BRIAN KIERAN: NDP’s Dix is singing the enviro-song

One of B.C.’s longest serving public servants, Port McNeill Mayor Gerry Furney, can see Adrian Dix surfing the leading edge...

One of B.C.’s longest serving and most respected public servants, Port McNeill Mayor Gerry Furney, can see NDP leader Adrian Dix surfing the leading edge of an orange electoral tsunami and the legendary Vancouver Island mayor is deeply troubled.

In fact, Furney is so worried that he has sent a three-page letter to every fellow mayor, municipal councillor and regional district director in the province asking them to pay attention to what is about to happen.

Furney — who’s been on the Port McNeill council for 44 years, 35 of them in the mayor’s chair — knows we don’t have a lot of choice in B.C. when it comes to political change. We endure change knowing we are condemned to suffer the consequences of our polarized political landscape. Recent polling tells us that more than 60 per cent of B.C. voters believe it is time for a different government; they are eager for, or resigned to, new leadership.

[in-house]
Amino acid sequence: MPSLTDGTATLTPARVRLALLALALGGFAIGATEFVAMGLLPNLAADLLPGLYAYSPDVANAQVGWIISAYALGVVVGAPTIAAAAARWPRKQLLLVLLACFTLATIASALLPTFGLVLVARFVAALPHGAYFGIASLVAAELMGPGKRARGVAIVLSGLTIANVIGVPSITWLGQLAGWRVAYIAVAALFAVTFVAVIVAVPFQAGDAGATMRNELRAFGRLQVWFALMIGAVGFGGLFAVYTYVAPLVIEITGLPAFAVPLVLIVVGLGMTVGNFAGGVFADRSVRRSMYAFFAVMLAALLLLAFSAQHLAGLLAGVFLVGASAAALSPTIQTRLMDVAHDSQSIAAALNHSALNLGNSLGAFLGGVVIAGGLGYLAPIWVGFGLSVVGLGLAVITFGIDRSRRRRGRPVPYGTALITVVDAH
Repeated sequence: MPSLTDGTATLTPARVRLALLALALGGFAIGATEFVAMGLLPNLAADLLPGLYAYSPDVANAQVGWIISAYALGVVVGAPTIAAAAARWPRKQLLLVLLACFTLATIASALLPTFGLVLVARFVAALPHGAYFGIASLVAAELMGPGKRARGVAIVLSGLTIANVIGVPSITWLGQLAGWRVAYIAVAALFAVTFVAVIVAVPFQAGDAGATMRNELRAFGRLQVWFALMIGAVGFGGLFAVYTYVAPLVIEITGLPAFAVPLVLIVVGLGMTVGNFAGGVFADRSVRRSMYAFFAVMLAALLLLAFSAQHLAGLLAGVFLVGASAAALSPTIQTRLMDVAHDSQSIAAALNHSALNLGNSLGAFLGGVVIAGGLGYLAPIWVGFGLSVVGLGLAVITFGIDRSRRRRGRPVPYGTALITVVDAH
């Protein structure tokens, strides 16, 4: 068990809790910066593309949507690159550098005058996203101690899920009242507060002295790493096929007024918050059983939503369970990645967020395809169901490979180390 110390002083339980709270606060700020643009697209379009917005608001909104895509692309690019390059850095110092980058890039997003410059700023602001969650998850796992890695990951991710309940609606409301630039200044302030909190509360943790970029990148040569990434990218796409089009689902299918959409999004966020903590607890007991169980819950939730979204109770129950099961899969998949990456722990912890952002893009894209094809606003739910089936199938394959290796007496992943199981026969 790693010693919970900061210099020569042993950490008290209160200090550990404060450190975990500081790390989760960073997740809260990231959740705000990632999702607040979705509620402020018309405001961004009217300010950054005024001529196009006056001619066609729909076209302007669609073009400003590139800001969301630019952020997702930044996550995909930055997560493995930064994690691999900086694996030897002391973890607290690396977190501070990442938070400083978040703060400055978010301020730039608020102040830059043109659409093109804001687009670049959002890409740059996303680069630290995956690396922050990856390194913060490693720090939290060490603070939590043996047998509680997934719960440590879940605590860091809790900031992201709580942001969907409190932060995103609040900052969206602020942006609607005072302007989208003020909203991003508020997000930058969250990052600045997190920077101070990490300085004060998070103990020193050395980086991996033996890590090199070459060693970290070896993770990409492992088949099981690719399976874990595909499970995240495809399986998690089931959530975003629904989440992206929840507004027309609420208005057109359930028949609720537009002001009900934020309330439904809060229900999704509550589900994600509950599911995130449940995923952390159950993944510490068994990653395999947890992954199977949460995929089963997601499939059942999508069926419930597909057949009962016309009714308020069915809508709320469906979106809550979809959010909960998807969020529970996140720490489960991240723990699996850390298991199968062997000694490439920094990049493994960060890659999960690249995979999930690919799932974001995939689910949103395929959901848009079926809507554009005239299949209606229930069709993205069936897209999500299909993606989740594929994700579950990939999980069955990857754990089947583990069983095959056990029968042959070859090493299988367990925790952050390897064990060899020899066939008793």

Furney’s letter states: “It is incumbent on us all to ensure that the (politicians) we elect are sincerely supportive of the jobs in our vulnerable resource industries. Regardless of political affiliation, each candidate should be asked a simple question: ‘Do you support the industries that are the backbone of our resource dependent economy?’

“The economy of our province is dependent on healthy resource industries … but public relations assaults on these resource sectors and the people that they support continue with multi-millions in financial help from U.S. foundations such as the Rockefeller Brothers Fund.”

Furney says: “The big money pays for full-page advertisements in local, national and international newspapers … denigrating our industries, their workers and our local, provincial and national governments. A gullible public, especially in large cities, laps it up.”

Although he doesn’t come right out and say it, Furney is worried that an NDP administration in Victoria will pump fresh supplies of political oxygen into these environmental campaigns. Are those fears well founded? Of course they are.

Dix is already singing off the enviro-song sheet. Last week he reversed himself on the issue of the twinning of Kinder Morgan’s pipeline to Vancouver. He had initially promised to withhold judgment until the company had actually submitted an application to the National Energy Board. Now he has abandoned that “principled approach” and scuttled the project in a game of campaign catch-up with the Green Party.